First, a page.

As for the book being old, well, frankly, I didnt care at all. I have been reading one which is older, and I am still going back to that one. So, is that a problem? If it is, then of course it is MY problem.

As for "strong black gay poetry expressing its African roots," I will immediately claim that I am a baby in this fight, and dont know (would rather not know??) the politically correct positions for me to take. Ahem.

Hey, I read poetry for my personal enjoyment. I like it for its, very self.
Now I am sort of realising there is a whole political side to it..., but well, we live and learn, so, I am pulling out the chair, willing to learn!

Hey, Spiralx, I dont know you, but, are you a black man? You've said enough about your being gay! Dont worry, you dont need to answer. To me it is immaterial.

Delroi, it is funny but most of us here tend to be unschooled in the matters of political correctness. So, of course I take advantage of that by appearing naive. Which I am, anyway...
But, what is that obvious question???

spiralx said...

I don't see what racialism (as opposed to racism) has to do with it. Love is universal, being a gay man is pretty much universal. It's easier to come out in the West (whatever the colour of your skin), but not easy - and sometimes fatal.

Delroi, tell us of the black gay poetry of which you speak. Give us titles that you recommend. From 1997 onwards.

delroi said...

Tongues Untied (1987)
The Road Before Us (1991)120 Gay Black Poets!!!!!!!!!!!!!!!!!
Here to Dare (1992) 10 Black gay poets.

Wishing for Wings, Assoto Saint(1994)
Phoenix Rising, Vega, (1995).
Ceremonies, Essex Hemphill (2000).
Pastoral, Carl Phillips (2000).

1997 isn't the important date.It is simply what existed and what was ignored around that time. And the obvious question is: Why have Black gay poets been ignored?

gayuganda said...

Wow,

fantastic. Am salivating. Reading for years and years to come!!!!!

Thanks delroi!

delroi said...

"Love is universal, being a gay man is pretty much universal." Is it really? That's the one thing that all the Black gay poets would disagree on. Seems spiralX likes to bitch at the bitches but doesn't know much about much in detail.

Delroi said...

Ah, poetry!

When I heard at the close of the day how my name had been
receiv'd with plaudits in the capitol, still it was not a happy
night for me that follow'd,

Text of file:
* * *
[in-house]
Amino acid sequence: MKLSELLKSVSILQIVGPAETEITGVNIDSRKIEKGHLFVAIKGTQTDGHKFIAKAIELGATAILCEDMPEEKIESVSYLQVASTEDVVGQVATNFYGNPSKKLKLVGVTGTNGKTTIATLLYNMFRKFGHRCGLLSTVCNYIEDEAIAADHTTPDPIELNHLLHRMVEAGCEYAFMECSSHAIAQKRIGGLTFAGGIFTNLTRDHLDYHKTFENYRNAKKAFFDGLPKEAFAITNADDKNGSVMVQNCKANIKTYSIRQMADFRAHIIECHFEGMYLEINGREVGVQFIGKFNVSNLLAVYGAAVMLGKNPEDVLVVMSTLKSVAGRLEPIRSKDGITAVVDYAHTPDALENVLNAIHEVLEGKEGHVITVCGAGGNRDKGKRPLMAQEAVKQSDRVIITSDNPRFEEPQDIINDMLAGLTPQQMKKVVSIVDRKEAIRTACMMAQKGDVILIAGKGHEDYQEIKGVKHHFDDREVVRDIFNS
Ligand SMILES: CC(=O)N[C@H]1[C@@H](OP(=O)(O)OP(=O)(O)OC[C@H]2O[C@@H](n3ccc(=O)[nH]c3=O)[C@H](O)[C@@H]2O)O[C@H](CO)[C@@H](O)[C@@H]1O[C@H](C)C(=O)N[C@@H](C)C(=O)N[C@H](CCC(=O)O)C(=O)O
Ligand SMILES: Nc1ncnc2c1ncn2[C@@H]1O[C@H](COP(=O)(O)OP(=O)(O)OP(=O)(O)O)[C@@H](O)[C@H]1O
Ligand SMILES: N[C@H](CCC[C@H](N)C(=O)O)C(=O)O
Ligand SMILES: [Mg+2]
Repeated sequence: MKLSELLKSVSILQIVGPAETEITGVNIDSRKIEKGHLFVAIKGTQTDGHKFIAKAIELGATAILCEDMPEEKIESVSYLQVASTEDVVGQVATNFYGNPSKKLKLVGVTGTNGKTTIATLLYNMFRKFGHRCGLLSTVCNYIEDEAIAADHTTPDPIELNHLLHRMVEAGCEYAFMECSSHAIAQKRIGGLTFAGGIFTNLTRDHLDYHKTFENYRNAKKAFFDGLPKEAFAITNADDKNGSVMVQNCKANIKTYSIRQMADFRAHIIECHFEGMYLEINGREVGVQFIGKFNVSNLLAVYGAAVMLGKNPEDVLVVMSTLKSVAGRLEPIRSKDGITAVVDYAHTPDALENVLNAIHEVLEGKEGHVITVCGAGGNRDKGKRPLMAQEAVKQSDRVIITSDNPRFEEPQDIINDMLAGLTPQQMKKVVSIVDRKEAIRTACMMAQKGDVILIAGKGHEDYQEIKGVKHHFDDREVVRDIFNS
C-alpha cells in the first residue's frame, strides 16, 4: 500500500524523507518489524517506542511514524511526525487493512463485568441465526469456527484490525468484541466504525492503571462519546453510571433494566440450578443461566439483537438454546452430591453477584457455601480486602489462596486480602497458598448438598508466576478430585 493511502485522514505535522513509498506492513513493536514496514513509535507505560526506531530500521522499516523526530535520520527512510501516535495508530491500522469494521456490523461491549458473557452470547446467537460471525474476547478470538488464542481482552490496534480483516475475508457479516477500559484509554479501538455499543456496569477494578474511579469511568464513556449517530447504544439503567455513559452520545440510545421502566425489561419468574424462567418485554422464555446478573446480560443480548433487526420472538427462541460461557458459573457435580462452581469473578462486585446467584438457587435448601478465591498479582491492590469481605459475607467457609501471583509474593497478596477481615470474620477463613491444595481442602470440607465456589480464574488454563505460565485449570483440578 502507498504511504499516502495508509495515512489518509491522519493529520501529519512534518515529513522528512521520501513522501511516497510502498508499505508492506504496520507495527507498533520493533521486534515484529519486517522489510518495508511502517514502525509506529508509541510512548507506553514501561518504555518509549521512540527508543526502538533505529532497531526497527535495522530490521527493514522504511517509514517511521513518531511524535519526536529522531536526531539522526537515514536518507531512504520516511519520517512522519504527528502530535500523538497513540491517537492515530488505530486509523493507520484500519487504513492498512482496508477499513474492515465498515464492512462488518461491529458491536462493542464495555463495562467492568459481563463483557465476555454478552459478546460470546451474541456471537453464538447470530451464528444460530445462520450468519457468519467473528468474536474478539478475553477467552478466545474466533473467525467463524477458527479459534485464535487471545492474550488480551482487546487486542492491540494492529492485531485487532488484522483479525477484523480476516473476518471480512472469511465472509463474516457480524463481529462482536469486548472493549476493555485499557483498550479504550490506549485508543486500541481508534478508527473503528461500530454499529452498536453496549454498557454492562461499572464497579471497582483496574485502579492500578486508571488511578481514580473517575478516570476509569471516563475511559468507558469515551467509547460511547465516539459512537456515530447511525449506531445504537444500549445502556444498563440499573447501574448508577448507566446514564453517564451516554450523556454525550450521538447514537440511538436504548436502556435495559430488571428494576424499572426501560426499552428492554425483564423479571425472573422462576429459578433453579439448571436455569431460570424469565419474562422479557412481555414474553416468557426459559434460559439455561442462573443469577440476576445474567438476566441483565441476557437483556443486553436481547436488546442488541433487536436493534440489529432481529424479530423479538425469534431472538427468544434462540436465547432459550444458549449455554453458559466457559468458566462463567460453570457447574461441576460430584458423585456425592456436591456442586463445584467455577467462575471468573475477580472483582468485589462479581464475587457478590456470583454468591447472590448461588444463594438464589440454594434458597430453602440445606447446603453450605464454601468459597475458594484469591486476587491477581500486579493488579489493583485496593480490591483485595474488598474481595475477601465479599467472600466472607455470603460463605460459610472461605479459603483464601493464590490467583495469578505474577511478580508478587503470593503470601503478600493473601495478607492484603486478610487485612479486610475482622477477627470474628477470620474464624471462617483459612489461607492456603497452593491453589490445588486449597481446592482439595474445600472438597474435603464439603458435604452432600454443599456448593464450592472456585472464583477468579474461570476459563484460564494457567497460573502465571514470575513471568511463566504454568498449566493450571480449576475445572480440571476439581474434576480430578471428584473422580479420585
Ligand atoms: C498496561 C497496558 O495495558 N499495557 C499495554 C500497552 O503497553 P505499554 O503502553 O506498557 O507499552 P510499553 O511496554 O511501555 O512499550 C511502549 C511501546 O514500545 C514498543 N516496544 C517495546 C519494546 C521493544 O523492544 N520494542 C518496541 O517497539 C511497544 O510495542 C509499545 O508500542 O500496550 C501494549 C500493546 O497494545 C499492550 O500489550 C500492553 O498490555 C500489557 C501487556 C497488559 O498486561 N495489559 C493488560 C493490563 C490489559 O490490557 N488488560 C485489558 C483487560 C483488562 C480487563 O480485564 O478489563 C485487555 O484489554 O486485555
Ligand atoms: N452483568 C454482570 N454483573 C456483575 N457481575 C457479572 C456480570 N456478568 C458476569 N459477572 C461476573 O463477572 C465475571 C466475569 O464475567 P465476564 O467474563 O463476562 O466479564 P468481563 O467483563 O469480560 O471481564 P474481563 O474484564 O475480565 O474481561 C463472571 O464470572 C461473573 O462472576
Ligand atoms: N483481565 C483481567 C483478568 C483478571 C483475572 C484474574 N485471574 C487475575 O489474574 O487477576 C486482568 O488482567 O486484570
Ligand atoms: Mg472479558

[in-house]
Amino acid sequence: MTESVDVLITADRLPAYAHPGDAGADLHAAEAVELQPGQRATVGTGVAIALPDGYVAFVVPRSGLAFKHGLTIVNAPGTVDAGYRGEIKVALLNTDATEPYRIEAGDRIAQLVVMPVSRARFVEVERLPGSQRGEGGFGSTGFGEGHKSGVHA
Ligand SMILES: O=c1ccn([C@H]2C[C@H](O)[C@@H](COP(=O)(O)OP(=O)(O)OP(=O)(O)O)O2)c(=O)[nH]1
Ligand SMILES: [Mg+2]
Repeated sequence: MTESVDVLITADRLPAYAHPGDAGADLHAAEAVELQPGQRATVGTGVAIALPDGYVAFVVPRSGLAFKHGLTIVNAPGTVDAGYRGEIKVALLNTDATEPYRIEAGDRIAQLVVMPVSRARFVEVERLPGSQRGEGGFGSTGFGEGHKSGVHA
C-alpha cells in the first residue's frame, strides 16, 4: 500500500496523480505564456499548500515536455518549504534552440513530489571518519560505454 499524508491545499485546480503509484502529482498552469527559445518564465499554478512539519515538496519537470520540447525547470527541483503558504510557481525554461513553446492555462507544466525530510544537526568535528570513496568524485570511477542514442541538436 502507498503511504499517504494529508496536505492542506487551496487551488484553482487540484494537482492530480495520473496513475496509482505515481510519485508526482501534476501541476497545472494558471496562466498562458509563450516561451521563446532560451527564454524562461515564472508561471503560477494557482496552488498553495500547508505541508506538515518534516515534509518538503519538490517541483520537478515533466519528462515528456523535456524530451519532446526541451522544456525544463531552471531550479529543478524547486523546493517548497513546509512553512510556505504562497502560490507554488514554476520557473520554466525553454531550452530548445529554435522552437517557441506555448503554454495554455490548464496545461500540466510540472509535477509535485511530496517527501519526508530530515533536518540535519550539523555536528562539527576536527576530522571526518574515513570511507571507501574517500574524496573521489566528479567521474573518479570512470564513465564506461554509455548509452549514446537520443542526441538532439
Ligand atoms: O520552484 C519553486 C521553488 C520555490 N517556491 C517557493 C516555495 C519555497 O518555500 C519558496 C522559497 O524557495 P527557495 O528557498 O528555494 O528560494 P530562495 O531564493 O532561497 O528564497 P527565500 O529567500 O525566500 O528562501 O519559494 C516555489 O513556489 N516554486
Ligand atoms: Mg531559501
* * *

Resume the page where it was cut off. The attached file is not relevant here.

And else when I carous'd, or when my plans were accomplish'd,
still I was not happy,
But the day when I rose at dawn from the bed of perfect
health, refresh'd, singing, inhaling the ripe breath of
autumn,
When I saw the full moon in the west grow pale and disappear
in the morning light,
When I wander'd alone over the beach, and undressing bathed,
laughing with the cool waters, and saw the sun rise,
And when I thought how my dear friend my lover was on his
way coming, O then I was happy,
O then each breath tasted sweeter, and all that day my food
nourish'd me more, and the beautiful day pass'd well,
And the next came with equal joy, and with the next at evening
came my friend,
And that night while all was still I heard the waters roll slowly
continually up the shores,
I heard the hissing rustle of the liquid and sands as directed to
me whispering to congratulate me,
For the one I love most lay sleeping by me under the same
cover in the cool night,
In the stillness in the autumn moonbeams his face was inclined
toward me,
And his arm lay lightly around my breast - and that night
I was happy.

gayuganda said...

Haaaaaaaa!!!!

Beautiful. Beautiful.

Yes, that was a beautiful, happy day.

Wish you many more like that, and the song of the poet touching them and resonating out like it so did.

gug

gayuganda said...

Hey Delroi,

didnt realise that that was Whitman.

Have not read much of him, though what I have I realy love.

But a question I am curious to know the answer to. Why did you post it here?

gug

David E. Patton said...

http://blackgaypoetry.blogspot.com/
here you will most of my Settian/Gay poetry

david